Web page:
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Apr
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Ancient Chinese 2,500-year-old grave was covered in a shroud of 13 Cannabis plants

pot burial

Some thirteen cannabis plants were uncovered in a burial site in northwest China. Credit: HONGEN JIANG

For the first time, archaeologists have discovered complete cannabis plants in a burial site. The tomb was unearthed in China’s Turpan Basin and archaeologists were dumbstruck by the discovery of the remains — a 35-year-old adult man with Caucasian features. Across his chest, no fewer than thirteen plants were found preserved in excellent conditions. The plants had been placed diagonally across the man’s chest while a reed pillow was placed beneath his head.

The researchers believe the man and his community used cannabis for both medicinal and ritualistic purposes. The remains were found in the Jiayi cemetery in Turpan, where 240 other ancient graves had been found.

The plants were found remarkably well preserved, complete with THC-rich flowering heads. Credit: HONGEN JIANG

The plants were found remarkably well preserved, complete with THC-rich flowering heads. Credit: HONGEN JIANG

Radiocarbon dating performed on the remains suggests the man was buried between 2,400 and 2,800 years ago. Around that time, the Turpan Basin was home to the Gushi Kingdom while the Turpan desert oasis itself was considered an important stop on the Silk Road.

Previously, archaeologists had discovered cannabis in a couple of other Turpan graves. One notable finding contained two pounds of cannabis seeds and powdered leaves, but this latest discovery is the first time whole marijuana plants have been discovered.

Up close and personal with one of the ancient cannabis plants. One can still distinguish the sticky THC-packed 'hairs' -- even after 2,500 years! Credit: HONGEN JIANG

Up close and personal with one of the ancient cannabis plants. One can still distinguish the sticky THC-packed ‘hairs’ — even after 2,500 years! Credit: HONGEN JIANG



Hongen Jiang led the team responsible for the unusual find. He and colleagues had been trying to determine whether the cannabis found the various burial caches around Turpan had been locally grown or sourced from elsewhere through trade. Now, seeing so many plants on the ancient man’s chest, some as big as three feet long, the researchers are confident the Gushi folk grew their own herb locally.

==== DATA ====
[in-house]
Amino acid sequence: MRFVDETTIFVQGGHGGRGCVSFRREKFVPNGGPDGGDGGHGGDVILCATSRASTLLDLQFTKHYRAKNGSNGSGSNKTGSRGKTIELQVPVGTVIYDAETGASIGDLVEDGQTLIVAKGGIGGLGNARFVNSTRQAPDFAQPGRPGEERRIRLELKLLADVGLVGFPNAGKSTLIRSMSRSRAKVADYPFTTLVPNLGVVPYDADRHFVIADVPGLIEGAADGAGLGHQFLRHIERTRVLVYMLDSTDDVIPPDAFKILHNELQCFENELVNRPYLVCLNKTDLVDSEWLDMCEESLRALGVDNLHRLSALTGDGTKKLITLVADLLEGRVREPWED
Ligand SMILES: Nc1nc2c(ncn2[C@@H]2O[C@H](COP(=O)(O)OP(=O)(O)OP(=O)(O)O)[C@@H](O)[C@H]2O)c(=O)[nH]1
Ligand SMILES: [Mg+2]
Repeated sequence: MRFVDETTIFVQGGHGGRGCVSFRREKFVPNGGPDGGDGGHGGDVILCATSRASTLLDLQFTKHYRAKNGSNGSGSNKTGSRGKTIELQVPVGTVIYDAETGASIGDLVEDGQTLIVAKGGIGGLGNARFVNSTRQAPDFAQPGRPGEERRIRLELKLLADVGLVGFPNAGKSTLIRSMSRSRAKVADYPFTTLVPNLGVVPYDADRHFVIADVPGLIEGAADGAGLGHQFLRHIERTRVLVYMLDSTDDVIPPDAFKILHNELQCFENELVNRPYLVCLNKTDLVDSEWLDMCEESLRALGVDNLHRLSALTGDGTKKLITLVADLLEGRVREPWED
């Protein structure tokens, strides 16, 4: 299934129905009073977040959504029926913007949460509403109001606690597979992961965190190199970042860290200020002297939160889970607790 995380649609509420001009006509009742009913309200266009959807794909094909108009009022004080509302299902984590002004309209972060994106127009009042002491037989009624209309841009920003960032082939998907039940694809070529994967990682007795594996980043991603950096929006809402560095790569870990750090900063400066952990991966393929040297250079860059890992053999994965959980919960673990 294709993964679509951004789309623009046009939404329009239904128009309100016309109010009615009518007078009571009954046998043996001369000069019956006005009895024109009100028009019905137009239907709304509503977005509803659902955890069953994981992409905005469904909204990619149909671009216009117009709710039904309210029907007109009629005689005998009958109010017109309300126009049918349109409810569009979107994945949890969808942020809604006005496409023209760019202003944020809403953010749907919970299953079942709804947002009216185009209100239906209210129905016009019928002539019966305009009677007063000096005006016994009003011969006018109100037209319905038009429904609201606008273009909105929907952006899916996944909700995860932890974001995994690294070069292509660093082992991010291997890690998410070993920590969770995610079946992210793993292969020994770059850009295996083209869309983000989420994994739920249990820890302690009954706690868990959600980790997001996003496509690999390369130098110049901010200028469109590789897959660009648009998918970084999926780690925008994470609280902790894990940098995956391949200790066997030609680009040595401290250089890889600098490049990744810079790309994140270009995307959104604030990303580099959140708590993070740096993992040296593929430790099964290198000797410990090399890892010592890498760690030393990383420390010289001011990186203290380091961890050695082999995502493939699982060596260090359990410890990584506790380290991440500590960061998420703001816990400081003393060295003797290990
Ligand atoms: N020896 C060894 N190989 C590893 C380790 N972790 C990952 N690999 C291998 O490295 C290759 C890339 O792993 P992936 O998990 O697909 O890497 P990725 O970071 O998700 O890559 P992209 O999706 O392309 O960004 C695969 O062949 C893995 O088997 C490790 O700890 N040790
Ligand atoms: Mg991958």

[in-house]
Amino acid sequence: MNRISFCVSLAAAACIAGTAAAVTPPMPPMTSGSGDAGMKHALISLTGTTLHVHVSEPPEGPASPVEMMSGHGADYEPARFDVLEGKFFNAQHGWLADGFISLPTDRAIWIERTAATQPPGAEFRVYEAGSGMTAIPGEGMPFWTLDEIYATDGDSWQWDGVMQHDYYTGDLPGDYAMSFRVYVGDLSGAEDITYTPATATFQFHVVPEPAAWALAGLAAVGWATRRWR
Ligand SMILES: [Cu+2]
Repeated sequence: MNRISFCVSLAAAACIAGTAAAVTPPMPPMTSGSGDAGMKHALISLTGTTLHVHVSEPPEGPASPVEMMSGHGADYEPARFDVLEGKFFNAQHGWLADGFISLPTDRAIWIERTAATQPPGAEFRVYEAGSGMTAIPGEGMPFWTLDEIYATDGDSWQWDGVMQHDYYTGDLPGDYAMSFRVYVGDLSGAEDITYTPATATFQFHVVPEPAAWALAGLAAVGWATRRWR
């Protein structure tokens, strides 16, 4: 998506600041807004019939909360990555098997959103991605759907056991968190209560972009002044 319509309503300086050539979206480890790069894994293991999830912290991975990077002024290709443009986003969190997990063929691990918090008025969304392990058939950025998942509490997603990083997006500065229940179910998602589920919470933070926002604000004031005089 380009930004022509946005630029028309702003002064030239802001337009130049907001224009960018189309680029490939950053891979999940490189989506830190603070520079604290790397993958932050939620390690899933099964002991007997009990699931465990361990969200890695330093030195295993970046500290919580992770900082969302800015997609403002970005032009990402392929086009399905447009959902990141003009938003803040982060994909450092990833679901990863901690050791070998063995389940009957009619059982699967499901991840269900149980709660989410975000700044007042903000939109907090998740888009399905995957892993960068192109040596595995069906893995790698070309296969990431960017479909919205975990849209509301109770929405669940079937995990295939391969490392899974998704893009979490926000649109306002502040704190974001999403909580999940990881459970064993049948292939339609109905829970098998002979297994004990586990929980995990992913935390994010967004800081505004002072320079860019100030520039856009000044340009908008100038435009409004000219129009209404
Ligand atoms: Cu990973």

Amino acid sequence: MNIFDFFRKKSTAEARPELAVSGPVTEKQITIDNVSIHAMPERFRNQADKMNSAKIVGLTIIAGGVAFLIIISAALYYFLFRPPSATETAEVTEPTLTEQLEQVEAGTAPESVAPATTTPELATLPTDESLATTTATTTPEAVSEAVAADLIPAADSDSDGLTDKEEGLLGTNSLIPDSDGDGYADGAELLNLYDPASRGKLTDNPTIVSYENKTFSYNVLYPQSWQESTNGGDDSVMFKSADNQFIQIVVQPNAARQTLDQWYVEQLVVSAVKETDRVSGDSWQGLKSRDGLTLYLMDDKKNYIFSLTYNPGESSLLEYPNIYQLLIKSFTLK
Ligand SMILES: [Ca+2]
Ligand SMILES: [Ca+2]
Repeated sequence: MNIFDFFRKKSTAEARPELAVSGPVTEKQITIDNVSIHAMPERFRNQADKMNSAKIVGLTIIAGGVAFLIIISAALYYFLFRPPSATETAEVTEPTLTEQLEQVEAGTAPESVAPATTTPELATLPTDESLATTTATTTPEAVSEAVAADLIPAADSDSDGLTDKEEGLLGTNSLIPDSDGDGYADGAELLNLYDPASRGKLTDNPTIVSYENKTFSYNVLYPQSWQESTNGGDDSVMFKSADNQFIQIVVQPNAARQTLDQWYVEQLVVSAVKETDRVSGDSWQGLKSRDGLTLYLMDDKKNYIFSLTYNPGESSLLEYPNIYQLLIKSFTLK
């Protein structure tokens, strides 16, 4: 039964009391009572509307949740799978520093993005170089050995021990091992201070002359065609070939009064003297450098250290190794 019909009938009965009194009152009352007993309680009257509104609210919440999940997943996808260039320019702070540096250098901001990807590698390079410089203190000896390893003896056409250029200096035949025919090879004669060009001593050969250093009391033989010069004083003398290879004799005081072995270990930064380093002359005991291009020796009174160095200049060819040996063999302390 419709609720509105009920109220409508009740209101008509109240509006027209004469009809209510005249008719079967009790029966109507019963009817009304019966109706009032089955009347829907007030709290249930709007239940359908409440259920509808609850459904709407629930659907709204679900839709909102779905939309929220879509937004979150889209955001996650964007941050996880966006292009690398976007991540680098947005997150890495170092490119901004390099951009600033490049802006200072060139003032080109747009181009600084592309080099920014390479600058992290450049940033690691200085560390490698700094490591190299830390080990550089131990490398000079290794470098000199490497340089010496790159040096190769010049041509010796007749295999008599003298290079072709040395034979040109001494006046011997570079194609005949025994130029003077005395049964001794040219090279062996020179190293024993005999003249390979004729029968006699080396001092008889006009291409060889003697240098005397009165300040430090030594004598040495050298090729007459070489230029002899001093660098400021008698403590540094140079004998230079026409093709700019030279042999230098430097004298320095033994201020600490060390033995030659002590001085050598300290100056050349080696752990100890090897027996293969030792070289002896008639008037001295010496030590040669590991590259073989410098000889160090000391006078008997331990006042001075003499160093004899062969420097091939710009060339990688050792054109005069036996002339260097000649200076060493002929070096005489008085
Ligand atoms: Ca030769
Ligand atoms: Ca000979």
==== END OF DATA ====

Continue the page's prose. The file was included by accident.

As for the purpose of cannabis in Turpan, the jury isn’t out yet. Cannabis has very durable hemp fibers which have been valued for thousands of years but archaeologists haven’t found any woven cloth in the area yet. The oil-rich seeds found in various tombs could have comprised an important source of food for the local people. Finally, of course, there’s reason to believe Turpan ancient folk used cannabis for its psychoactive properties.

Archaeologists found that the flowering heads of the cannabis plants found in the Jiayi cemetery contained glandular trichomes — sticky, resinous outgrowths. These trichomes store the active ingredients in cannabis – the stuff that gets you high and has all the medical benefits – tetrahydrocannabinol (THC), cannabidiol (CBD), and other cannabinoids.

“This unique discovery provides new insight into the ritualistic use of Cannabis in prehistoric Central Eurasia. Furthermore, the fragmented infructescences of Cannabis discovered in other tombs of the Jiayi cemetery, together with similar Cannabis remains recovered from coeval tombs in the ancient Turpan cemetery along with those found in the Altai Mountains region, reveal that Cannabis was used by the local Central Eurasian people for ritual and/or medicinal purposes in the first millennium before the Christian era,” wrote the archaeologists in a paper published the journal Economic Botany.

via National Geographic


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